Family violence: Providing a pathway to safety and healing
The Women’s is working on new projects to prevent family violence and support victims/survivors in their recovery process. Thanks to generous donors, innovative initiatives like the Lived Experience Collective will develop and deliver new models of care to support survivors and their families.
Violence against women and children is a problem of epidemic proportions in Australia. According to the National Plan to End Violence against Women and Children 2022–2032, one in three women have experienced physical violence since the age of 15.
In 2016, the Women’s was the first hospital in Australia to establish a research centre, the Centre for Family Violence Prevention, dedicated to the prevention of family violence. It was established in partnership with the University of Melbourne.
Ever since, research centre director Professor Kelsey Hegarty and her team have been building the evidence needed to transform the health system to respond to family violence. This is through programs such as screening patients when they are receiving antenatal care, and training healthcare workers across Victoria.
“Our work has led the way on how health services across Victoria identify women affected by family violence,” Professor Hegarty says.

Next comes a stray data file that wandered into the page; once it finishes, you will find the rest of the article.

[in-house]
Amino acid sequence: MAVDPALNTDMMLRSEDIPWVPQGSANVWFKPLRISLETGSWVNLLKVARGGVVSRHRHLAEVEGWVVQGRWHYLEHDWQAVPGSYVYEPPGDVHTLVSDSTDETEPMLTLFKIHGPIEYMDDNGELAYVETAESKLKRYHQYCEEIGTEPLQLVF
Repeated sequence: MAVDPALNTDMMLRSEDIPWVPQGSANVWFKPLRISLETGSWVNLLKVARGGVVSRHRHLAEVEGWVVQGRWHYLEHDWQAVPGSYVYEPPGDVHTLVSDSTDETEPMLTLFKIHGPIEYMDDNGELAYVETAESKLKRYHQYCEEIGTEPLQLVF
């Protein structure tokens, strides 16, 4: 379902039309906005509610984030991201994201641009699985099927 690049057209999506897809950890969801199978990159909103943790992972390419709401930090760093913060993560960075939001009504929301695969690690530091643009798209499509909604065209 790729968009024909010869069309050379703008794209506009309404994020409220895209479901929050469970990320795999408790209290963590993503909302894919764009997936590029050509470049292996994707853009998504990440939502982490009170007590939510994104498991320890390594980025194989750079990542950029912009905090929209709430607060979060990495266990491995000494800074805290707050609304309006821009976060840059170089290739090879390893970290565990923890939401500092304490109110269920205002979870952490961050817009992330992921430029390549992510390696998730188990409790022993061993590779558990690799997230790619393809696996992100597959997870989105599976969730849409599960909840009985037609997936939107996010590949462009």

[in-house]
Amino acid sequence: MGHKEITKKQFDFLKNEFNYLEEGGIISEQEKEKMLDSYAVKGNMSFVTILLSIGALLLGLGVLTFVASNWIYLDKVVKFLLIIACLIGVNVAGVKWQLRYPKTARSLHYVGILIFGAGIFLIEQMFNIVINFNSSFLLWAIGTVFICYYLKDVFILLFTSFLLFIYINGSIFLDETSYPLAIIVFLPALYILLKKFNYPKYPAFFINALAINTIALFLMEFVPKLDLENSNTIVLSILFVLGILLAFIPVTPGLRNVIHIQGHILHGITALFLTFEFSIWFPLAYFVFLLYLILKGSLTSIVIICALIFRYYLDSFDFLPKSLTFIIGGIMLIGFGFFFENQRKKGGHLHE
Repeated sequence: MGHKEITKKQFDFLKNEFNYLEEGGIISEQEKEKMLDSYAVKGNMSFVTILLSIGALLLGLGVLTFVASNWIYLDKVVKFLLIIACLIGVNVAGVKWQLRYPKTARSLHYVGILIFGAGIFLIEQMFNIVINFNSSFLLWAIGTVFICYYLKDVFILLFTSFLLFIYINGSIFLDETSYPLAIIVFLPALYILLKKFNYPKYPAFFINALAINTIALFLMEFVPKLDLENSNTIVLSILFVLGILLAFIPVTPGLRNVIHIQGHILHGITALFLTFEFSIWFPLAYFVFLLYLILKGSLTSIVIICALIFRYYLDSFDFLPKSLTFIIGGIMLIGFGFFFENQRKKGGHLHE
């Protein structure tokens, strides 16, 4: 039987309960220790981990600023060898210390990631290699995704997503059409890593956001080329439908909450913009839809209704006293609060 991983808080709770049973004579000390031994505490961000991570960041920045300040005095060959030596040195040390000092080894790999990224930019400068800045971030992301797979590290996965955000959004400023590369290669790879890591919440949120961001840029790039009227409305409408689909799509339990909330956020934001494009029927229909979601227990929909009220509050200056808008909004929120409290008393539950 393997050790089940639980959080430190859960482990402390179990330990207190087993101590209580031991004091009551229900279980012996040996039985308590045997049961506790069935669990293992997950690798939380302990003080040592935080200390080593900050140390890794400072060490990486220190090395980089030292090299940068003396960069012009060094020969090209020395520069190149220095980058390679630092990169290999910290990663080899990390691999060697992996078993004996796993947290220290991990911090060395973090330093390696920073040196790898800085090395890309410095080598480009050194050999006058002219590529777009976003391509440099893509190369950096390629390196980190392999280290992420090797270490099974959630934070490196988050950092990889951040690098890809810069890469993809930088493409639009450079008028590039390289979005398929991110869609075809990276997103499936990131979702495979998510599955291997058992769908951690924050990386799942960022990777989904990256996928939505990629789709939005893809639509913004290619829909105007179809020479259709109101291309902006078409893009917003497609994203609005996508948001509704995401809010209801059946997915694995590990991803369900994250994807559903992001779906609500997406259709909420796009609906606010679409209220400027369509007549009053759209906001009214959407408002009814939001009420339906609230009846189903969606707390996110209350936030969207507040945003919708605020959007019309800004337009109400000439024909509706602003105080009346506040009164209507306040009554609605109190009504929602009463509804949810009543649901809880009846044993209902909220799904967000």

“But we’re far from done. We need to undertake more research to inform the policies needed to support victims and survivors.”
Professor Hegarty is pleased that her important work as the Chair of Family Violence can continue through a generous donation of $230,000 from the Australian Communities Foundation in partnership with the Paul Ramsay Foundation. The funding will largely provide institutional support for the Centre for Family Violence Prevention and their many vital research projects.
A second generous donation, from the Phyllis Connor Memorial Trust, of $450,000 over three years, will support the Women’s family violence services through the Lived Experience Collective. This new project will tap into the lived experience of family violence survivors to co-design support services they need.
“We have been researching quite carefully what survivors need from the health system,” Professor Hegarty says. “Now it’s time to test and implement these ideas in the real world.”
Up and running by the end of the year, the Lived Experience Collective will look at all aspects of the hospital to introduce models that are survivor-led.
Philanthropic support for the Women’s work in family violence continues to grow. In the past, we’ve received vital funding from:
- Associate Professor John McBain AO and Dr Penelope Foster for the Cornelia program and to support the Centre for Family Violence Prevention.
- The Collier Charitable Fund, for the assessment of the Strengthening Hospital Responses to Family Violence program.
The Women’s also has a number of regular and individual donors who support CASA House, a service providing 24 hour crisis support for those who experience sexual assault.
“We need the whole community coming together to provide women and their children a pathway to safety and healing,” Professor Hagerty says. “Through the support of our philanthropists, we can now invest in new policies and procedures, as well as research and evaluation to make this happen.”